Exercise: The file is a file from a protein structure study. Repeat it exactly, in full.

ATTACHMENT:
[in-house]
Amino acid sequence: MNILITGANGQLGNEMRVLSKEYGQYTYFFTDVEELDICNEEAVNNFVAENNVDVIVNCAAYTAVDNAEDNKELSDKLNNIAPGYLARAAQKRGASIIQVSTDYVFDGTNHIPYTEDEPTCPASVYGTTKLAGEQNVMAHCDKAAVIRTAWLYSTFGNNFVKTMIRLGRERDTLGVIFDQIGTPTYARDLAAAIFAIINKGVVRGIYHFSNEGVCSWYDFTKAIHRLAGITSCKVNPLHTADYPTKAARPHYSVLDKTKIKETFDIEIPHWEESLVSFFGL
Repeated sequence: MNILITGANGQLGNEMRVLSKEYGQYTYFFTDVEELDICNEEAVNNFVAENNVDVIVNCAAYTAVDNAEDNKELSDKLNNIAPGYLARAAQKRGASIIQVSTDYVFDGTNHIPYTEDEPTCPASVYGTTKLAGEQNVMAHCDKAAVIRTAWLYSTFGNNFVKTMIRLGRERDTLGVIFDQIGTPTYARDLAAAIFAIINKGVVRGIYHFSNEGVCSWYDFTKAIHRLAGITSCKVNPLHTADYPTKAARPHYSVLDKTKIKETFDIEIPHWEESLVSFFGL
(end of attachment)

[in-house]
Amino acid sequence: MNILITGANGQLGNEMRVLSKEYGQYTYFFTDVEELDICNEEAVNNFVAENNVDVIVNCAAYTAVDNAEDNKELSDKLNNIAPGYLARAAQKRGASIIQVSTDYVFDGTNHIPYTEDEPTCPASVYGTTKLAGEQNVMAHCDKAAVIRTAWLYSTFGNNFVKTMIRLGRERDTLGVIFDQIGTPTYARDLAAAIFAIINKGVVRGIYHFSNEGVCSWYDFTKAIHRLAGITSCKVNPLHTADYPTKAARPHYSVLDKTKIKETFDIEIPHWEESLVSFFGL
Repeated sequence: MNILITGANGQLGNEMRVLSKEYGQYTYFFTDVEELDICNEEAVNNFVAENNVDVIVNCAAYTAVDNAEDNKELSDKLNNIAPGYLARAAQKRGASIIQVSTDYVFDGTNHIPYTEDEPTCPASVYGTTKLAGEQNVMAHCDKAAVIRTAWLYSTFGNNFVKTMIRLGRERDTLGVIFDQIGTPTYARDLAAAIFAIINKGVVRGIYHFSNEGVCSWYDFTKAIHRLAGITSCKVNPLHTADYPTKAARPHYSVLDKTKIKETFDIEIPHWEESLVSFFGL